The 5 Ms: Microbes and Mycorrhyza (Part 3)

Author: K.S. Gopal

This is the third in a series of blogposts describing the development and implementation of watersaving solutions in India. The innovations were developed by KS Gopal, founder and director of the Centre for Environment Concerns. It describes the journey to reduce the use of irrigation water for farming following the 5M concept: 

  • Moisture at plant root zone (part 1)
  • Measured Moisture for water efficiency & savings (part 2)
  • Microbes for healthy soils (part 3)
  • Mycorrhizae for root health and synergy to maximise plant nutrient uptake (part 3)
  • Management of farm operations for confidence and preparedness (part 4)

Soils have three dimensions: physical, chemical, and biological. The soil’s physical characteristics depend on natural processes and geology. The chemical dimension gets much attention and investments from industries, scientists, and policymakers. They mainstream the use of low-cost synthetic inputs, which are advise based on soil deficiencies and plant nutrient needs and come with subsidies aplenty. On the other hand, what is urgently needed for soil health is the biological enrichment of soils.

We brought together a team of scientists and farmers to develop and validate a technology and delineate pathways to trigger organic production centred on the development and upkeep of healthy soil. We studied traditional Indian farm soil rejuvenation practices across multiple states and engaged scientists and microbiologists to discuss and learn. This led to developing “Living Compost” to be used as a microbial inoculant. The Living Compost is locally made using available soil microorganisms. It is a “produce it yourself” multiplier of soil organisms that takes four weeks to prepare. It is an upgrade of farmyard manure which is enriched with a selection of other ingredients added for microbial bio-diversity such as soil collected under a banyan tree and seeding of Navadanya (multiple diverse native grains) to foster mycorrhizal fungi.

Soil health determines human health! Our Living compost is unique to deliver multiple micro-organisms of bacteria, fungi, etc along with its food materials. Soil microbe count comes down drastically in tropical countries like India. SWAR measured subsoil moisture is the ideal ecosystem to foster and multiply soil organisms, making the soil “living”: The Endo-Mychorisae in Living Compost harvests multiple plant nutrients by roots and present far away. Farmers can enrich to mix it with other beneficial bio-agents, based on soil biological deficiencies and plant needs.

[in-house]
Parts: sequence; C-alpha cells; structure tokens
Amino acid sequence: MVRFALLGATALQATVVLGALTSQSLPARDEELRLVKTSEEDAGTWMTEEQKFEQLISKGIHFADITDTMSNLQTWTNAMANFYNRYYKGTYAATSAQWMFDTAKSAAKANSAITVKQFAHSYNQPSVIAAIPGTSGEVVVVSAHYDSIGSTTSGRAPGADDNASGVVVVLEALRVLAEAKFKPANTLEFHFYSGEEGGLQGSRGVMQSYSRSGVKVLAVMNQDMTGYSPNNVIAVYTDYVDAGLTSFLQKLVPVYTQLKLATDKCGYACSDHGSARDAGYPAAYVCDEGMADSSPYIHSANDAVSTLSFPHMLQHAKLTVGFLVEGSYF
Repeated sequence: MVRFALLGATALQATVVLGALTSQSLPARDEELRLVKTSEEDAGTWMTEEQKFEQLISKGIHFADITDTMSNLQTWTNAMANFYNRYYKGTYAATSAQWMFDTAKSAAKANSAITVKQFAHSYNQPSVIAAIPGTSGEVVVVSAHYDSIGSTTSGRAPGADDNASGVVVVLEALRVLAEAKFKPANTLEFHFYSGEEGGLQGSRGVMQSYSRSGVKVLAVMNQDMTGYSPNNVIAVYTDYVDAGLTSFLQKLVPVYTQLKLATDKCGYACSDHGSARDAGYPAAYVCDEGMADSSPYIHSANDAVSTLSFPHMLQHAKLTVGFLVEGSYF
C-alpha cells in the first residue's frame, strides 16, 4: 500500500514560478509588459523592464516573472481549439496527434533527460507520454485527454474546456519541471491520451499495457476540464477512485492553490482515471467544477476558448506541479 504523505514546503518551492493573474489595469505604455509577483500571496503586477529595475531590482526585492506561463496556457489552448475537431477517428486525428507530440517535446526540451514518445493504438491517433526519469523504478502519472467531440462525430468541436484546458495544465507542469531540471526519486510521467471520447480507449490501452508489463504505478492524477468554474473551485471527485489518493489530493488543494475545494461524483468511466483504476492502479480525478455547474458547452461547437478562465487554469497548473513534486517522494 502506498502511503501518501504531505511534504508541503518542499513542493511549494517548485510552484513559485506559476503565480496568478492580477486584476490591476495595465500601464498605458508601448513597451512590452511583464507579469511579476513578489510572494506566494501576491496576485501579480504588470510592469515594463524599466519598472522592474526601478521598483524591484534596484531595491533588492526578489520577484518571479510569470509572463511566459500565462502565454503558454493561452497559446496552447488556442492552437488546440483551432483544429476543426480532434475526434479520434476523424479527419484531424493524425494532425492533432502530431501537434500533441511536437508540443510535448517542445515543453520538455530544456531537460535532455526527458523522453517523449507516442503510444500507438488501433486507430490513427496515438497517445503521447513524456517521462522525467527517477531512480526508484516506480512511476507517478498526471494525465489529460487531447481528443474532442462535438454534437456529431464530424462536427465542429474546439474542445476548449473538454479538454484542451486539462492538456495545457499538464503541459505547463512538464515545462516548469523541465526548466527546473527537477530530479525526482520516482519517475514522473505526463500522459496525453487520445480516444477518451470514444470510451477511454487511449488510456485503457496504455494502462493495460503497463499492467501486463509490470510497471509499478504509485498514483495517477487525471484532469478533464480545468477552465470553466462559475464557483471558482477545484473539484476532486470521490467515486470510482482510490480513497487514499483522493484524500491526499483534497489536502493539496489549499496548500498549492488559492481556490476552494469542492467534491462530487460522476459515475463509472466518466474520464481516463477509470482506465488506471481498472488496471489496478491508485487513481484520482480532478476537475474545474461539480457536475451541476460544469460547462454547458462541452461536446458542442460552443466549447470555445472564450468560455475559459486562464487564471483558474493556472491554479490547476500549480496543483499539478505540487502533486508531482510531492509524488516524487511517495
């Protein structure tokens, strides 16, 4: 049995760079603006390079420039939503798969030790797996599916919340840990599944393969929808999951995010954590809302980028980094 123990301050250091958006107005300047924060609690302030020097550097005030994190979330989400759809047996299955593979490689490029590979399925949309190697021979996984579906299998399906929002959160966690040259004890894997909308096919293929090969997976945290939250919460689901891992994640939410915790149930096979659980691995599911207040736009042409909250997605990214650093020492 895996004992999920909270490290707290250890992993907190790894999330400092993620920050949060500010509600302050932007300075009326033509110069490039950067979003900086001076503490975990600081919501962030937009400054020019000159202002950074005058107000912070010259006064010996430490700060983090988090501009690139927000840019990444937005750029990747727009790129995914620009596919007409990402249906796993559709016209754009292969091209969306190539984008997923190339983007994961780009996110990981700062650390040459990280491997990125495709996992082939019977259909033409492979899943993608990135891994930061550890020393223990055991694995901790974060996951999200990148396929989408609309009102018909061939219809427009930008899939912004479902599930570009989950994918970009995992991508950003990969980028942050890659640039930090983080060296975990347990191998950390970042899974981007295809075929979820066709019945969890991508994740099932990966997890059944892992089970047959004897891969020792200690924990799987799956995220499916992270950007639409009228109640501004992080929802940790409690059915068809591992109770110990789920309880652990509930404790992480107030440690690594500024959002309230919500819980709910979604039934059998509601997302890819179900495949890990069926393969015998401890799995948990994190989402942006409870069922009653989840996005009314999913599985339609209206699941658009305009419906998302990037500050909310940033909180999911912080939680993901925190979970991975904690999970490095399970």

Healthy soils lead to healthier farm produce and plant resilience to drought and climate change. Apart from multiple other features, in Living Compost, soil-borne earthworms move vertically to till and aerate the soil while current mass-produced earthworms in compost tend to move horizontally.

Based on specific soil test results and plant nutrient needs we guide farmers to mix Living Compost with measured quantities of beneficial bio-agents such as Trichoderma V, Vesicular Arbuscular Mycorhiza, Azospirrilum, Azotobacter, Pseudomonas, Phosphate Solubilizing Bacteria, Metarhizium/Beavaria, Verticillium lecani, and others. Living Compost showed good to remarkable results when validated in-field trials. In dry environments, the irrigated rootzone is the ideal ecosystem where to foster microbes to improve soil health and plant growth.

Irrigation architecture and conception must look beyond plant growth and yield to foster a rich ecosystem of biodiverse living organisms to maximize water storage, soil aeration, and most efficient suction by the roots of water along with soil micro-nutrients. It is a process that mimics nature’s inner working. It helps increase crop yield and fruit quality,  leading to sustainable farming with stable, higher incomes.

In April 2021 we piloted “a little more forest everywhere” to showcase “measurable ecological harvests with aesthetic bio-diverse native plant species” as an improvement to the greening approach adopted in public spaces in Bangalore. In this pilot, we applied and demonstrated all of the 5 Ms and obtained clear and positive results. We planted bio-diverse nectar offering species of shrubs and trees on a road divider (median) in Yelahanka. Its key features are: measured moisture at the plant root zone (read more in Blog 1), automated irrigation (read more in Blog 2), measures to drain, harvest, and store roadwater, tar removal to improve plant roots penetration, and application of Living Compost for soil health. Plantation took place in April (summer) to allow the transplanted species to settle down and to adjust in the harsh conditions. This was followed by healthy and fast plant growth with the onset of monsoon. Within four months plants grew, flowers blossomed and bees have arrived. We await the butterflies!





Green Transformation  
GFF Soil Microbiology CEC  
May 12, 2022  
Produced by
Centre for Environment Concerns